Some tenants owe just a month or two. But others were $10,000 to $12,000 or more behind. Lawyer James Surane represents landlords and reviews their books. He says they're seeing what he calls "unprecedented" amounts of overdue rent.
James Surane: Normally we see one or two months or whatever, $1,500 to $2,000. We're seeing ledgers now at $20,000 to 25,000 that these tenants don't realize it, but they still owe that money.
Boraks: Often, he says, landlords don't even ask the court for the money, but just to get back possession of their property.
Glenn: So, David, at some point the moratorium is going to end. What will happen then?
Boraks: Everyone who's behind on payments will be subject to eviction. One reason the CDC extended the moratorium is because federal and local rental assistance has been slow to reach renters and landlords. The extra time here is supposed to help ensure more people to get rental aid so there won't be a massive wave of evictions.
An estimated 250,000 North Carolinians are behind on their rent, or about 1 in 7 renter households. That's according to the U.S. Census Bureau. That has tenant advocates and social service agencies worried.
Holderness: I'm concerned that there're going to be a lot of people get evicted. And so I just I think the numbers are going to be really bad.
Boraks: Organizations like Crisis Assistance Ministry are staffing up to prepare for a potential onslaught. We talked to CEO Carol Hardison and she says they've hired a new team of navigators that will help tenants get help. Requests for assistance already have tripled over the past three weeks to 180 a day as the end of the moratorium nears. But Hardison worries it could keep rising to levels not seen since the Great Recession in 2008.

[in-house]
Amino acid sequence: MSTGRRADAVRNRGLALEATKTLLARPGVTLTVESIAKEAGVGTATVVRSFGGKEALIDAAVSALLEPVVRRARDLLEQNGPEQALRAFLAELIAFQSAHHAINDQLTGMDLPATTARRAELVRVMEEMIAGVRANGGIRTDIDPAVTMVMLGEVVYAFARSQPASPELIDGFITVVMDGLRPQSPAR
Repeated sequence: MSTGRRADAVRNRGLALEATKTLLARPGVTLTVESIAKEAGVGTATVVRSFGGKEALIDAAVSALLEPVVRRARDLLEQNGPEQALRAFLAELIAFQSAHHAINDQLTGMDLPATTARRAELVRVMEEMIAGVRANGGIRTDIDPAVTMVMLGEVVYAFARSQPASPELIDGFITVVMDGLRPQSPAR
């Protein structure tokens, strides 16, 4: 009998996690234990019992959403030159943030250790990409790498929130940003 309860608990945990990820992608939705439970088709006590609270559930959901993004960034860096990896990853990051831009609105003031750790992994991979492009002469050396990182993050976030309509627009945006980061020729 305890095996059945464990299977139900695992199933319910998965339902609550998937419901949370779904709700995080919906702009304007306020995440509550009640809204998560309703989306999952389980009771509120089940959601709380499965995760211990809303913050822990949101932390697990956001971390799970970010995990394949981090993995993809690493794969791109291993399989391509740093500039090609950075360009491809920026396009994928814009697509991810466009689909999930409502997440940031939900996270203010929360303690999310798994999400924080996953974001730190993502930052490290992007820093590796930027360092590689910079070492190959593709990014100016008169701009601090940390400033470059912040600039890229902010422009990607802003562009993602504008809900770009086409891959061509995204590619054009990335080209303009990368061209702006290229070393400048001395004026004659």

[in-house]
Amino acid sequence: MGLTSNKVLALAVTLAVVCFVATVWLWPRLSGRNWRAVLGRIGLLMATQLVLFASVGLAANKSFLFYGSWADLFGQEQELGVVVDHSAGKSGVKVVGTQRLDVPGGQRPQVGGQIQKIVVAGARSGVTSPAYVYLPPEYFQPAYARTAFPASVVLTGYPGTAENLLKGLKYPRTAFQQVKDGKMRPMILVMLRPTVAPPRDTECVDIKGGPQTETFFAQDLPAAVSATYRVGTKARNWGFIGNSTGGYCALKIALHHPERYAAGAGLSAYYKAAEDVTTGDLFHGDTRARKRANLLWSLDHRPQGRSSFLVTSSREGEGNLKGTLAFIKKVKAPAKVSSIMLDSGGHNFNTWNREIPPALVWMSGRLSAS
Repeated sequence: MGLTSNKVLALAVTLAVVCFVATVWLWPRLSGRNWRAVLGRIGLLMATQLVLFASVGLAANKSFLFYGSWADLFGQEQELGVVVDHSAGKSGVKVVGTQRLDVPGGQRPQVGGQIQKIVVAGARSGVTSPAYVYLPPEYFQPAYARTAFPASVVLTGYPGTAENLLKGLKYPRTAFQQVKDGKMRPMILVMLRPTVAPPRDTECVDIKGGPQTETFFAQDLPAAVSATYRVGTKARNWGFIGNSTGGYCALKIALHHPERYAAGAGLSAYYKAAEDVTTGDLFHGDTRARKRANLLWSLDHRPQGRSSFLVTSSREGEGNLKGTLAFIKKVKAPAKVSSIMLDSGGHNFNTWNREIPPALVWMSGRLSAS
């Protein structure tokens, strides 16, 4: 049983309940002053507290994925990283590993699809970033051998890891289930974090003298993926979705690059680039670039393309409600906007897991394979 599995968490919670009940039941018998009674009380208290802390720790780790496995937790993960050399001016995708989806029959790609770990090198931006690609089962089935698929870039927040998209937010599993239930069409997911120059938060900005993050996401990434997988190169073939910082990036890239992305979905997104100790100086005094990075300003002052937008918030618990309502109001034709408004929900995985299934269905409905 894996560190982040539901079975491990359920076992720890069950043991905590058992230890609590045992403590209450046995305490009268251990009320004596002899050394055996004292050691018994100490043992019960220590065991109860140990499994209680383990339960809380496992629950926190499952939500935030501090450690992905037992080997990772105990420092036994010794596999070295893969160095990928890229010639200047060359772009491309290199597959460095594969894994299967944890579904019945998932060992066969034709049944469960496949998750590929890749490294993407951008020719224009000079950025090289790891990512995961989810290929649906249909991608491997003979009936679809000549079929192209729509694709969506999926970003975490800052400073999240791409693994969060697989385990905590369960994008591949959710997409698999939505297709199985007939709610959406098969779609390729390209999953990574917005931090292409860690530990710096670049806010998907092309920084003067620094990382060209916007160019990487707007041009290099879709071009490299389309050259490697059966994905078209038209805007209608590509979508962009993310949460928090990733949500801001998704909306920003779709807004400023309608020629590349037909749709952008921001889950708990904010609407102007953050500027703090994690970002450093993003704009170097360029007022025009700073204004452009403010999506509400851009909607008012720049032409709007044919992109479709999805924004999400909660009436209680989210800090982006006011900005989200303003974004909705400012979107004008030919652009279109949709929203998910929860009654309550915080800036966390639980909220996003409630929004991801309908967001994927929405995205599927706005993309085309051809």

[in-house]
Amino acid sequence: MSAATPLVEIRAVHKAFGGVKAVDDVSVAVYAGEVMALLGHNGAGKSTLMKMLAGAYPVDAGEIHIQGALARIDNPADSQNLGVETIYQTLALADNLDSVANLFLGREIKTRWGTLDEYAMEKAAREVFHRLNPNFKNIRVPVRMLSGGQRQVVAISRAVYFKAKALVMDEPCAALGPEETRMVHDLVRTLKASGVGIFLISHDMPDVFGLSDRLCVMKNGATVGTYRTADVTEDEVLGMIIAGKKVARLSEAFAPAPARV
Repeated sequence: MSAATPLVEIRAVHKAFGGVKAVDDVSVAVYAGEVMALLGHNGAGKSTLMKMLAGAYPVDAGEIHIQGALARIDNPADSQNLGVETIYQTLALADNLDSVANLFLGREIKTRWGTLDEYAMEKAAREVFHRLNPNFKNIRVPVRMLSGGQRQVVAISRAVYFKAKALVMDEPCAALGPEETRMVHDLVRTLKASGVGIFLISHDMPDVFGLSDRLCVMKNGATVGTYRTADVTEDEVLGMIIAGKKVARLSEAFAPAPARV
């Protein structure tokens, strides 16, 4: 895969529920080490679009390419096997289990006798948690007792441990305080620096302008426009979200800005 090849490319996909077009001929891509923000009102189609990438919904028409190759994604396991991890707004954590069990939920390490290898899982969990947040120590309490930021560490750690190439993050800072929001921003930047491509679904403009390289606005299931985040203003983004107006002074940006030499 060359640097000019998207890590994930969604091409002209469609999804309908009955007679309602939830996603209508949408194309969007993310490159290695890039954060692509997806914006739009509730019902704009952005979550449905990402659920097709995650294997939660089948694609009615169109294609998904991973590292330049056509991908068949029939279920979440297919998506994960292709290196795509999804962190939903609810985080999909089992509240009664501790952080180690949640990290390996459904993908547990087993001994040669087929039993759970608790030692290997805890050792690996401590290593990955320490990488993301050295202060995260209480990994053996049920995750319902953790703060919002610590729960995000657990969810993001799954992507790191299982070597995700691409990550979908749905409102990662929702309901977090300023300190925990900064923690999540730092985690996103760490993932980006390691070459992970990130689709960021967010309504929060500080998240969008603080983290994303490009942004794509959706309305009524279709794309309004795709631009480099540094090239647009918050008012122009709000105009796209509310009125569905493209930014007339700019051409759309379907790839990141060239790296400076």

Carol Hardison: What I'm picturing in my mind, is we'll have dozens of people at the front door greeting them. On the recession, we had 300 on many days. We know how to prepare for that. If you think about the tic going up already this unbelievable surge, it could easily be 300 people.
Boraks: So that would be five times the demand during the moratorium, but it's just a guess.
Glenn: So the federal ban ends July 31. Any idea how many court cases there are?
Boraks: A Mecklenburg County court spokesperson told me this week 1,070 eviction files are pending as of this week. And there's no good way to know how many landlords have waited until the end of the moratorium to seek evictions. People we talked to think it will take months for the courts to hear all these cases. And just how ugly it gets will depend on how quickly the courts get back to normal.
Right now, they're limiting the number of cases judges hear every day and doing some by video conference. Legal Aid folks worry it could go back to as many as 300 cases per courtroom per hour, which would bring that wave of evictions some are warning about.
Glenn: Now, one more thing. North Carolina's Council of State voted Tuesday to end North Carolina's own ban on evictions as of June 30. That's Wednesday. What does that mean?
Boraks: You're right. In the past, North Carolina's orders have been extended to match the CDC orders. But this week, the Republican majority voted to end the ban. It has no immediate practical effect.